Supply constraints thwarting global economic growth could still get worse, keeping inflation elevated longer, even if the current spike in prices is still likely to remain temporary, the world's top central bankers warned on Wednesday.
The disruptions to the global economy during the pandemic have upset supply chains across continents, leaving the world short of a plethora of goods and services from car parts and microchips to container vessels that transport goods across the seas.
"It's ... frustrating to see the bottlenecks and supply chain problems not getting better, in fact at the margin apparently getting a little bit worse," Federal Reserve Chair Jerome Powell told a conference.
"We see that continuing into next year probably and holding inflation up longer than we had thought," Powell told the European Central Bank's Forum on Central Banking.
Speaking alongside Powell, ECB chief Christine Lagarde voiced similar concerns, arguing that the end of these bottlenecks, once thought by economists to be just weeks away, is uncertain.
"The supply bottlenecks and the disruption of supply chains, which we have been experiencing for a few months ... seem to be continuing and in some sectors accelerating," Lagarde said. "I'm thinking here about shipping, cargo handling and things like that."
Global inflation has spiked in recent months on a surge in energy prices, and the production bottlenecks are pushing prices even higher, raising fears that the runup, if it lasts long enough, could seep into expectations and raise the overall profile of inflation.
Indeed, Lagarde said the ECB would be "very attentive" to these second-round effects while Bank of England Governor Andrew Bailey, another speaker at the forum, said he would keep a "very close watch" on inflation expectations.
"If this period of higher inflation, even though it ultimately is very likely to prove temporary, if it lasts long enough, will it start affecting, changing the way people think about inflation? We monitor this very carefully," Powell added.
The problem is that central banks, the main authority for controlling prices, have no influence over short-term supply disruptions, so they are likely to be bystanders, waiting for economic anomalies to self-correct without lasting damage.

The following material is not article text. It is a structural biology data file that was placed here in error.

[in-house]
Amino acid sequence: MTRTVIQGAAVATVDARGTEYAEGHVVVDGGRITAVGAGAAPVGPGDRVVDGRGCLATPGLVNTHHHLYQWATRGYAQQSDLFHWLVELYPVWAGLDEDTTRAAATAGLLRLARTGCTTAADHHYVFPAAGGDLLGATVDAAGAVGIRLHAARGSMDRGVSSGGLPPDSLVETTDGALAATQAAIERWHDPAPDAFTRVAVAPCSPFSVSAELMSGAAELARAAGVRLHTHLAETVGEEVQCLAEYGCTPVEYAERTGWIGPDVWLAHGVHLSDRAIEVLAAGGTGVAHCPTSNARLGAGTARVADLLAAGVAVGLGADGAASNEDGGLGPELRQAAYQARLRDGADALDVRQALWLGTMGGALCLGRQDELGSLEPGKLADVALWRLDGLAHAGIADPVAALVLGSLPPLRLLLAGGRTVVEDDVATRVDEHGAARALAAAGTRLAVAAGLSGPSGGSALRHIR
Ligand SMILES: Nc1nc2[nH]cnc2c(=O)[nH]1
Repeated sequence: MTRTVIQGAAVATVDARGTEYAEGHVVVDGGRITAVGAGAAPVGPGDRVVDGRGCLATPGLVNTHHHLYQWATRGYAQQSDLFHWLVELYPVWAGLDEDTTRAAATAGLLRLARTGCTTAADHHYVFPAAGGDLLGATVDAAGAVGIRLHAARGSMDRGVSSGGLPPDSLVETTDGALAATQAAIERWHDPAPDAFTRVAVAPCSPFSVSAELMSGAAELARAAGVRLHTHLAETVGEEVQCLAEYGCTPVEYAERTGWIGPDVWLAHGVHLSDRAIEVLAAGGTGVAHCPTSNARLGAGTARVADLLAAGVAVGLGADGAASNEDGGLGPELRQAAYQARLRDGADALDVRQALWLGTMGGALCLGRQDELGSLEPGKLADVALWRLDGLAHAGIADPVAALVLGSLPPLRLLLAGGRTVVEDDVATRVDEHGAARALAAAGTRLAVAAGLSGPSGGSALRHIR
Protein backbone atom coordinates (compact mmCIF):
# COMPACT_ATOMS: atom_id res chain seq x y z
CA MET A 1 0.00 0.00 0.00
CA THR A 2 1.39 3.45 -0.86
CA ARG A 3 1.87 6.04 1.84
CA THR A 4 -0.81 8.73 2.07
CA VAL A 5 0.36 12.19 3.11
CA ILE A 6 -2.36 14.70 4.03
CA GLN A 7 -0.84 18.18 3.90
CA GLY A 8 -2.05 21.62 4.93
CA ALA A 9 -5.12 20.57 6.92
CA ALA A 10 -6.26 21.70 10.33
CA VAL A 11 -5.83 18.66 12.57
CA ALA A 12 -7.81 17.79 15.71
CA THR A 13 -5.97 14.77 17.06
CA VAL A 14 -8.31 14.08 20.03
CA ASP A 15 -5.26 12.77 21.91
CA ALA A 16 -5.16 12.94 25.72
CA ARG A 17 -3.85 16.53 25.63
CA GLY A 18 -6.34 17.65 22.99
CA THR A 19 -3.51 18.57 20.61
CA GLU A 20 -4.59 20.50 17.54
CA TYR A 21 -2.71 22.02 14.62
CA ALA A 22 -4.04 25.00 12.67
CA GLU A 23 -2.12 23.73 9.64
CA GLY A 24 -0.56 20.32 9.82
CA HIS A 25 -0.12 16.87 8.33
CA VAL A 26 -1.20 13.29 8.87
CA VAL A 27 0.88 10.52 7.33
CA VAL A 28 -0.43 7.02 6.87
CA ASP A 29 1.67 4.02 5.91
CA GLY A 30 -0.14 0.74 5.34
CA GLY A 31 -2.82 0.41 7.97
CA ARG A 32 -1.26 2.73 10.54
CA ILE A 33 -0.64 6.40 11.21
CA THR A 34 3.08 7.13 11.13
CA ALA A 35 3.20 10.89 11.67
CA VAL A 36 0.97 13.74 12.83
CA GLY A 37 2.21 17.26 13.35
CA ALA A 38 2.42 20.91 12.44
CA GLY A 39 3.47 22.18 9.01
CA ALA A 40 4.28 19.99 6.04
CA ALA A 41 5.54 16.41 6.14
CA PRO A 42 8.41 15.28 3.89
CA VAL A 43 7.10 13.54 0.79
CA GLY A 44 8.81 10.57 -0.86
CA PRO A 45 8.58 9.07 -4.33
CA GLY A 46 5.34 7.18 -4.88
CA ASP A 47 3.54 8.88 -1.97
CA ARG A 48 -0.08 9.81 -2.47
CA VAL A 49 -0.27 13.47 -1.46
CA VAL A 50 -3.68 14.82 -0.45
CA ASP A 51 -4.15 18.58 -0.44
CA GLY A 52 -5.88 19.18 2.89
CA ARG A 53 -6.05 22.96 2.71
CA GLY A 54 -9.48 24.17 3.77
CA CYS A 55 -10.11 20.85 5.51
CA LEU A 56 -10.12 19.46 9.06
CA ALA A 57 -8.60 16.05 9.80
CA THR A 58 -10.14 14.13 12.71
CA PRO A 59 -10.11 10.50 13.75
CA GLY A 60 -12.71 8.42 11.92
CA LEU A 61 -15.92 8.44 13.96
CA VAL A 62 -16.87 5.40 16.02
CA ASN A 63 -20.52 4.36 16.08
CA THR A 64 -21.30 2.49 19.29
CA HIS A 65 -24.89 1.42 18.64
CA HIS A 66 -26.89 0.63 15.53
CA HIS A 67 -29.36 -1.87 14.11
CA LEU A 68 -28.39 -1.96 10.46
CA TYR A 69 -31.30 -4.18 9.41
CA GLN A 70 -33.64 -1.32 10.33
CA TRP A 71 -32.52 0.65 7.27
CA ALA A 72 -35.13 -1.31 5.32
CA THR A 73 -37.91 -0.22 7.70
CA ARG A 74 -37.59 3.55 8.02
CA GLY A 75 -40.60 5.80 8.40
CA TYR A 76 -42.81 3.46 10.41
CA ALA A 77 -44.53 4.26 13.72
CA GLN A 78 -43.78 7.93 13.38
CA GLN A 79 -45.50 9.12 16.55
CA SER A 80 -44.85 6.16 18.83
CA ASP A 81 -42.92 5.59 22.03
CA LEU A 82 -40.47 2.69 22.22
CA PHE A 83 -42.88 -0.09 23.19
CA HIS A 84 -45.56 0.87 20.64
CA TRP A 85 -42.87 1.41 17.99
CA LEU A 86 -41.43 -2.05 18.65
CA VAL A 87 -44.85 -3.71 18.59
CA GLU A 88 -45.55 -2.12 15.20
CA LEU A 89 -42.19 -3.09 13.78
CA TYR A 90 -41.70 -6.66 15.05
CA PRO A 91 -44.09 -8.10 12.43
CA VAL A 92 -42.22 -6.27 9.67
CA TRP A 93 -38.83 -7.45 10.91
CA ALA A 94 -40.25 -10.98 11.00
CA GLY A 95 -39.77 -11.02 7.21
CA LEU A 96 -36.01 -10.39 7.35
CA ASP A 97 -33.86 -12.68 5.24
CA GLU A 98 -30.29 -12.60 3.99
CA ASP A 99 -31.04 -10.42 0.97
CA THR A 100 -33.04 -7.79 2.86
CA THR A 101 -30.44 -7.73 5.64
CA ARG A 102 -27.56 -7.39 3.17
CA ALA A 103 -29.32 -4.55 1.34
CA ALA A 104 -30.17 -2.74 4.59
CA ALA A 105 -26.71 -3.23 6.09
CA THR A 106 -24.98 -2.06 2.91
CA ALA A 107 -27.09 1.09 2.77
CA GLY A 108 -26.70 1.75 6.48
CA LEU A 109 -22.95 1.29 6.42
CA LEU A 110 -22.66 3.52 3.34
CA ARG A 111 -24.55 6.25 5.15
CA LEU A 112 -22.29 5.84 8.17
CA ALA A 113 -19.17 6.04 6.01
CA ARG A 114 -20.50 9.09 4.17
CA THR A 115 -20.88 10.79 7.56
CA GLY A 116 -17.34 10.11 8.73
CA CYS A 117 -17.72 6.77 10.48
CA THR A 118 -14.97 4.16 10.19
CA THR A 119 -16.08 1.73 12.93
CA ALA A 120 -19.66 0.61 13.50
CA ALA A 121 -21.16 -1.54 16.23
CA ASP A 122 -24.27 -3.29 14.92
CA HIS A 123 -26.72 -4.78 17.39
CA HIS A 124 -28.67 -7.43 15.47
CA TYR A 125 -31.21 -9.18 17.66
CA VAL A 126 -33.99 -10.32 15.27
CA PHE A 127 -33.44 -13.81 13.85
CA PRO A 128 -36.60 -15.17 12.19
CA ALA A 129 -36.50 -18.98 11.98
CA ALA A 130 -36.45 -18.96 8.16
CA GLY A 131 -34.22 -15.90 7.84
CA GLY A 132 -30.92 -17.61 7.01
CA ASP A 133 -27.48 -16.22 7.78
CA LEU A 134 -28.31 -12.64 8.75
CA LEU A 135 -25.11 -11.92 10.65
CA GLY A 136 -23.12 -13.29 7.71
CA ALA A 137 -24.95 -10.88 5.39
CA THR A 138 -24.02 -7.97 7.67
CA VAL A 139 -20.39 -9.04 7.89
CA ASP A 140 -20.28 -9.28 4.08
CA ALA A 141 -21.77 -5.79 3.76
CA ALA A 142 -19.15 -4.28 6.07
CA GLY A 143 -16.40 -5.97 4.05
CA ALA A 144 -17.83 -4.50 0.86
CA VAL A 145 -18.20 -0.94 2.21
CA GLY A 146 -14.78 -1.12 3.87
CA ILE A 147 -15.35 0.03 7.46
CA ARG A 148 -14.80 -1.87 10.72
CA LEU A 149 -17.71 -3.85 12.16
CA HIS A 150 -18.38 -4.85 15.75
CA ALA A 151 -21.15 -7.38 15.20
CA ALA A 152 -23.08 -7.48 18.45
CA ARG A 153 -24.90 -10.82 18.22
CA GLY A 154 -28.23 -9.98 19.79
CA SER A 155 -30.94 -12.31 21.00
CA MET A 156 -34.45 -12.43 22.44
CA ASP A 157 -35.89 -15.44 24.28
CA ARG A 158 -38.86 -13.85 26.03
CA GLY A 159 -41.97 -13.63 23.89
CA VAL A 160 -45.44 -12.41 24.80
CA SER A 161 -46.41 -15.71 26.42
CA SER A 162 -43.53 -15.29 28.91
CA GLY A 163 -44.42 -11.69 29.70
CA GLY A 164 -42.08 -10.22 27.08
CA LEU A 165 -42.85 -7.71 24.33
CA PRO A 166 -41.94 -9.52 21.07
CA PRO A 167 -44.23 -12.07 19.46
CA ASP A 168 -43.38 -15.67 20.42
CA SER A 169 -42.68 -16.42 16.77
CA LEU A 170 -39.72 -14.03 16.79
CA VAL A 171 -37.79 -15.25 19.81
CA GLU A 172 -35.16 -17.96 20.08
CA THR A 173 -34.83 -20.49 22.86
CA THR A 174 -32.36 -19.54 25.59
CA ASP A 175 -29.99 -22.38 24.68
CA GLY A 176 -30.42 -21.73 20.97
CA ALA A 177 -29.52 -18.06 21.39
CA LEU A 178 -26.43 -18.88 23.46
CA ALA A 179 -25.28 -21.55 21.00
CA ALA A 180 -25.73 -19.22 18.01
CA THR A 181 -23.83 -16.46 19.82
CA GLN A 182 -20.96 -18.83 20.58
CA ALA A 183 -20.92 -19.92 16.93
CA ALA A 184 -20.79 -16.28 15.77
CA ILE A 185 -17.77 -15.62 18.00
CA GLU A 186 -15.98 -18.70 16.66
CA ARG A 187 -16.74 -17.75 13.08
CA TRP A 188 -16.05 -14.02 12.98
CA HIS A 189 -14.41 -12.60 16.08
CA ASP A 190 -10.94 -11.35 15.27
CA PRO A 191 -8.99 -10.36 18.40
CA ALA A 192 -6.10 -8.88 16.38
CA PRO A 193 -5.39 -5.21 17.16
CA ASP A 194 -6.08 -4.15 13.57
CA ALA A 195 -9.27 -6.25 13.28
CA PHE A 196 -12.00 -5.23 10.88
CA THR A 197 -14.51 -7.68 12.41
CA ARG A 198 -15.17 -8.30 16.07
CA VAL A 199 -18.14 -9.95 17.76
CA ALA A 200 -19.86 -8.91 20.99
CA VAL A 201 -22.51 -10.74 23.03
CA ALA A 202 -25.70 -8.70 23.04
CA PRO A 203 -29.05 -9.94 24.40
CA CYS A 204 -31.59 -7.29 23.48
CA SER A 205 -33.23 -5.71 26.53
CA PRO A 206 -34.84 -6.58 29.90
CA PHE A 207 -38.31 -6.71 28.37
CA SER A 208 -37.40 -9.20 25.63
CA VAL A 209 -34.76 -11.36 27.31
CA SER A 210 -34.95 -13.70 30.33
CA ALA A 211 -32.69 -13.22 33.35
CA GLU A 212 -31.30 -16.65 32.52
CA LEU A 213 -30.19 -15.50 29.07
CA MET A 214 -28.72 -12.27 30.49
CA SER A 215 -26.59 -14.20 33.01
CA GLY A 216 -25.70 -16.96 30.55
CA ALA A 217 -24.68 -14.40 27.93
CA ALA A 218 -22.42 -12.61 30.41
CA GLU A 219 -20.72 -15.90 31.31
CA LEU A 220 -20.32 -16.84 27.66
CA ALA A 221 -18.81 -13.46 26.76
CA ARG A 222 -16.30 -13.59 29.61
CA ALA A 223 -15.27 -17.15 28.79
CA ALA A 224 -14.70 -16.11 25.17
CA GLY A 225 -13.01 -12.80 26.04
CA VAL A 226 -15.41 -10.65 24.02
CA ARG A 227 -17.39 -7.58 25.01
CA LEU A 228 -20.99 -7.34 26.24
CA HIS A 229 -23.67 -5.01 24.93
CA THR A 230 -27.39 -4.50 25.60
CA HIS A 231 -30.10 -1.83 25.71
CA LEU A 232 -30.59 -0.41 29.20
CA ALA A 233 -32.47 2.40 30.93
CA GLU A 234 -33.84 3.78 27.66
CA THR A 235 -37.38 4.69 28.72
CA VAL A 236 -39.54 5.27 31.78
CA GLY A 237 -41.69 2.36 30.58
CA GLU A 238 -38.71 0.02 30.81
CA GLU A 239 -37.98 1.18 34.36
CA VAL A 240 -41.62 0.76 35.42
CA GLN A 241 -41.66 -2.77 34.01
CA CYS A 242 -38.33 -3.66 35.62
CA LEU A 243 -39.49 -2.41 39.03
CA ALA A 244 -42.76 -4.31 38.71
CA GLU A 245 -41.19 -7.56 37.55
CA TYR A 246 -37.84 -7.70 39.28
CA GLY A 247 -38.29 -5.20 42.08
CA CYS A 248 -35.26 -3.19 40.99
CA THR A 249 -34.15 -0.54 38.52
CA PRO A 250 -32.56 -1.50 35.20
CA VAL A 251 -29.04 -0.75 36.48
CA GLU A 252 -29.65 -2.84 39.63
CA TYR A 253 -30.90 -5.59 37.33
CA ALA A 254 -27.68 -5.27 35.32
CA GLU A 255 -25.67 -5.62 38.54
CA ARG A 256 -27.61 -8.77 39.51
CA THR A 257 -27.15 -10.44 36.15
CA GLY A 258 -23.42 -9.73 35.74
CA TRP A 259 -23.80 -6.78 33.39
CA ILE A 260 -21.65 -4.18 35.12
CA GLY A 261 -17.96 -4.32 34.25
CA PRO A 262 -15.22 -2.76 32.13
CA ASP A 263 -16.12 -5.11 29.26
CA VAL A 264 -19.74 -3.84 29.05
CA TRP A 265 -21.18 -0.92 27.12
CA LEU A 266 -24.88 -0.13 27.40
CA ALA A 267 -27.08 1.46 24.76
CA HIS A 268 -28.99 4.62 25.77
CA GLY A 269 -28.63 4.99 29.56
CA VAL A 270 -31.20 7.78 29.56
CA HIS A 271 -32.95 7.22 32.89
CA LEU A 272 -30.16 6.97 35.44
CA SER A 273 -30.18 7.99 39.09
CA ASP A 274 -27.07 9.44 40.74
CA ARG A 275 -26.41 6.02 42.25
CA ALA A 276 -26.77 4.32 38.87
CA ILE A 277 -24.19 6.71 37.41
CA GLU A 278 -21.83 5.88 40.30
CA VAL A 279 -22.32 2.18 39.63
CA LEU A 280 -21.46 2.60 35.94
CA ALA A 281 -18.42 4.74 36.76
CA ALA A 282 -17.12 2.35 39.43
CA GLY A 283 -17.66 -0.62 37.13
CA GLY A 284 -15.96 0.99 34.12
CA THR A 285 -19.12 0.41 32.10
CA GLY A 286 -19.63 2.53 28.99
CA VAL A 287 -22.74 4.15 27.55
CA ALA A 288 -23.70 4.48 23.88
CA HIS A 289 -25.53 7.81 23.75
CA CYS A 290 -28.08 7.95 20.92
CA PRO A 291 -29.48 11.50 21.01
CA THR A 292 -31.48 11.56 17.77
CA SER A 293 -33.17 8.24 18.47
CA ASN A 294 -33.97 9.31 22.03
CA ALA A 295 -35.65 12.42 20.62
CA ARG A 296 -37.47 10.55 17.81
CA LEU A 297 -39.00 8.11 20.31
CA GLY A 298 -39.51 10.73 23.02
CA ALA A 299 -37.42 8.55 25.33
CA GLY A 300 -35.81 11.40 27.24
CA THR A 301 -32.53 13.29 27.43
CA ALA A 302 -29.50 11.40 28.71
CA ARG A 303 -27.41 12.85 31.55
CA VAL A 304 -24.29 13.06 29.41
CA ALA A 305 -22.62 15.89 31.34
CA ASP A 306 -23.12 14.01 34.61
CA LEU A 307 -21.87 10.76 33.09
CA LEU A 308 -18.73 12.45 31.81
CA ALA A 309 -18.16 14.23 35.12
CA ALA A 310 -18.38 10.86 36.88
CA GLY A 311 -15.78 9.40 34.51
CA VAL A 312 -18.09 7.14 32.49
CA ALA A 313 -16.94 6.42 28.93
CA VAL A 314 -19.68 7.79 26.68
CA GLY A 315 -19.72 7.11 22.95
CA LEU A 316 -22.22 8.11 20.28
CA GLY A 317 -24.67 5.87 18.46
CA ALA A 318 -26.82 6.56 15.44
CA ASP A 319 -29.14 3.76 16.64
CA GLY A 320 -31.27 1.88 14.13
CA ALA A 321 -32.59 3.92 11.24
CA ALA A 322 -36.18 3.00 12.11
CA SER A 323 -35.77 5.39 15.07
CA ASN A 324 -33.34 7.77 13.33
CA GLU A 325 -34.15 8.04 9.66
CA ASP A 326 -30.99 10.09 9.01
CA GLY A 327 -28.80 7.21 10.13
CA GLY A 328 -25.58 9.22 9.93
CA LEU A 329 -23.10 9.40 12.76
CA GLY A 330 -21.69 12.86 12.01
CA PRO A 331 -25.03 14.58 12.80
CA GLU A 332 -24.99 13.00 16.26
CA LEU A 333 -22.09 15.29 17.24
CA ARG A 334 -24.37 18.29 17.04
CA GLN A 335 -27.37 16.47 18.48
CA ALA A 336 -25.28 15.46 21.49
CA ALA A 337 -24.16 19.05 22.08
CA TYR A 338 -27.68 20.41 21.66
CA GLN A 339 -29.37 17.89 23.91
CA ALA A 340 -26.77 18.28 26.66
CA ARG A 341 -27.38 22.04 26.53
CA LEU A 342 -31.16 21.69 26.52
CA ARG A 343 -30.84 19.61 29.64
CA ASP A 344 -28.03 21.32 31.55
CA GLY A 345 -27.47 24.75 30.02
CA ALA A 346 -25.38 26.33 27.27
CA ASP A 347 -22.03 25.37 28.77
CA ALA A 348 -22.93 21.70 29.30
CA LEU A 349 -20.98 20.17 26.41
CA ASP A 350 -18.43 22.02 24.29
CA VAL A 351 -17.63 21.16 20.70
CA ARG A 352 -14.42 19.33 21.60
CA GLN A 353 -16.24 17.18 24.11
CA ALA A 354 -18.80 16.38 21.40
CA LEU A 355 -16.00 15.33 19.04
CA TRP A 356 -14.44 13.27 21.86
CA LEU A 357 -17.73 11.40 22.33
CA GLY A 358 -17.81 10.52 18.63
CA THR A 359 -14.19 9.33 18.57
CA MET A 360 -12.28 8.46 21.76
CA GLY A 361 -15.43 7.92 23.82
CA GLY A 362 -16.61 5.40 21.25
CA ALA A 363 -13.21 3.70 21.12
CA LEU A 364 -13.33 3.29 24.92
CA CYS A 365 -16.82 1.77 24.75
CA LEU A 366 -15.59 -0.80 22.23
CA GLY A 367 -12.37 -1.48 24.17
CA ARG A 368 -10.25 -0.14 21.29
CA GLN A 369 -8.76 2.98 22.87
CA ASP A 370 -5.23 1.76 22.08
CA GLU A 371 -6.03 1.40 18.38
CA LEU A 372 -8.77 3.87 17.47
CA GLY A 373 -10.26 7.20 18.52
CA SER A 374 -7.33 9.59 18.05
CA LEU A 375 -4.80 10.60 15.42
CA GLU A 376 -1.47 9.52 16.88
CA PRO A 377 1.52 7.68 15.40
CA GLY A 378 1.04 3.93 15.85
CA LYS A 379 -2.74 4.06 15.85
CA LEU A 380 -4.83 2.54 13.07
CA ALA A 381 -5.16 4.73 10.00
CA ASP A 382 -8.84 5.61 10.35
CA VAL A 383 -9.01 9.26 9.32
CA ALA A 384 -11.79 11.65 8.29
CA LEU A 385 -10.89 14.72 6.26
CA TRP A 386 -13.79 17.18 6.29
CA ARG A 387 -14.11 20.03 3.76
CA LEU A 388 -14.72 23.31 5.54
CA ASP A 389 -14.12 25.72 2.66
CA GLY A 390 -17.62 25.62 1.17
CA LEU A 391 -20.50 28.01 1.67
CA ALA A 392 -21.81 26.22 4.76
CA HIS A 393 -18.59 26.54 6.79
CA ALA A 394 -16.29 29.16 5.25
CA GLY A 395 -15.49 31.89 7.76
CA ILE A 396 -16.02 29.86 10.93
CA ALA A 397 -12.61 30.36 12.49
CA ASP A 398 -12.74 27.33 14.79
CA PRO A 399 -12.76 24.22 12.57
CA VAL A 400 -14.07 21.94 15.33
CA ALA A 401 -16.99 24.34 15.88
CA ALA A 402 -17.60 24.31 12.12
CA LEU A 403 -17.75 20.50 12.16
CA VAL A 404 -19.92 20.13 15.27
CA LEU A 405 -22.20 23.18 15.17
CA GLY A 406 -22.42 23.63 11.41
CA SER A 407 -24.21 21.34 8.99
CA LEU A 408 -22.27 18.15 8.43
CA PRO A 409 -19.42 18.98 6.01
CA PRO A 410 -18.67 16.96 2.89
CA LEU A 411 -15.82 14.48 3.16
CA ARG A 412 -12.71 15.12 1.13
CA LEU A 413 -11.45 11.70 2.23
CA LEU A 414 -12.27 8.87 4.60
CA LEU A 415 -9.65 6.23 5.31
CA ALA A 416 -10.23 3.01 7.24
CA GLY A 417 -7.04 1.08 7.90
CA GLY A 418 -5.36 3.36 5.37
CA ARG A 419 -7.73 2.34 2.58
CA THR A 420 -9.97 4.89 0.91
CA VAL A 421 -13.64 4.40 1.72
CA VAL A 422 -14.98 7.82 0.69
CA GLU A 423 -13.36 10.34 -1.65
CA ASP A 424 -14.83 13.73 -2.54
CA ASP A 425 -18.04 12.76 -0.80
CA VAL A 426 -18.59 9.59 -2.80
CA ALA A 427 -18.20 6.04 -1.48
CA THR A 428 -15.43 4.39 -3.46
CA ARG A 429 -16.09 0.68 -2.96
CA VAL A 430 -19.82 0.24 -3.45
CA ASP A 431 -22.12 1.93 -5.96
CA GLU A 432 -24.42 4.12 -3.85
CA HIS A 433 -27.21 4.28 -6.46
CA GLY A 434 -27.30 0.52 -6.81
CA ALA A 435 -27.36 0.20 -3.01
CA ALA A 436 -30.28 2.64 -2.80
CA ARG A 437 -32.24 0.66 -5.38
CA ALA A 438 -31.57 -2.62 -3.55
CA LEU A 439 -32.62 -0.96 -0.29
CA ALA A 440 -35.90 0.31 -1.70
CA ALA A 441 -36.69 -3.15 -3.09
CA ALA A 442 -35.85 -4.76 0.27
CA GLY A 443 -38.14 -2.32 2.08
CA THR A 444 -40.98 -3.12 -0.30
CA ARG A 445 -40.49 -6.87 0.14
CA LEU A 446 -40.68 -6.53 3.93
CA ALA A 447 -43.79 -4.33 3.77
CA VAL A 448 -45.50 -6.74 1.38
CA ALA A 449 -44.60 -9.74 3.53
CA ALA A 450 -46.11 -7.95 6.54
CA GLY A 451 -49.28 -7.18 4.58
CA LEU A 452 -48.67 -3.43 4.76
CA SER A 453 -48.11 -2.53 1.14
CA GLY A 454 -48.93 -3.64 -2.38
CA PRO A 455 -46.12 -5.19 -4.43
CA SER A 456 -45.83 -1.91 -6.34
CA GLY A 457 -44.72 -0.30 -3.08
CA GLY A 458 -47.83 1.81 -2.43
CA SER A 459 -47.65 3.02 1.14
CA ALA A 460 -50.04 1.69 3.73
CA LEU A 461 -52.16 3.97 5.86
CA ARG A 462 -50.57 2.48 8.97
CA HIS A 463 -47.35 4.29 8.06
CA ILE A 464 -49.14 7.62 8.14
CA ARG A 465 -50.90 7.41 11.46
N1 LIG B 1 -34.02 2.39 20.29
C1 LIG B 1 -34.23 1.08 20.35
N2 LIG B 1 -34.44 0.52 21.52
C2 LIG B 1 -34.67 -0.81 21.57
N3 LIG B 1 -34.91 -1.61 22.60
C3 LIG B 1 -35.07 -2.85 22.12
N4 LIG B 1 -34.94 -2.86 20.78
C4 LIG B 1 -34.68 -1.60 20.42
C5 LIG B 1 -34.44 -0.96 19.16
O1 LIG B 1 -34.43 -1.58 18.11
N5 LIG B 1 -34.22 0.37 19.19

"Monetary policy cannot solve supply side shocks. Monetary policy cannot produce computer chips, it cannot produce wind, it cannot produce truck drivers," Bailey said.
Still, even as policymakers called for heightened attention to inflation, all maintained their long standing view that the spike in inflation would be temporary and price rises would moderate next year, moving back to or below central bank targets.
Concerns about "sticky" inflation have fuelled a debate about the need to unwind crisis-era stimulus measures, and comments from Wednesday's panel reinforced expectations for the world's biggest central banks to move on vastly different schedules, staying out of sync for years to come.
The Fed, the BoE and the Bank of Canada have openly discussed policy tightening while central banks in such countries as South Korea, Norway and Hungary have already raised interest rates, beginning a long road to policy normalisation.
The ECB and the Bank of Japan are meanwhile likely to be the last movers, exercising extreme caution after undershooting their inflation targets for years.
The ECB even refuses to discuss tapering and already signalled its tolerance for overshooting its inflation target as it would rather move too late than too early.
This sort of patience was only reinforced by Lagarde and Bank of Japan Governor Haruhiko Kuroda, even as both provided a relatively upbeat outlook on growth, arguing that their economies could be back at their pre pandemic levels in the coming months.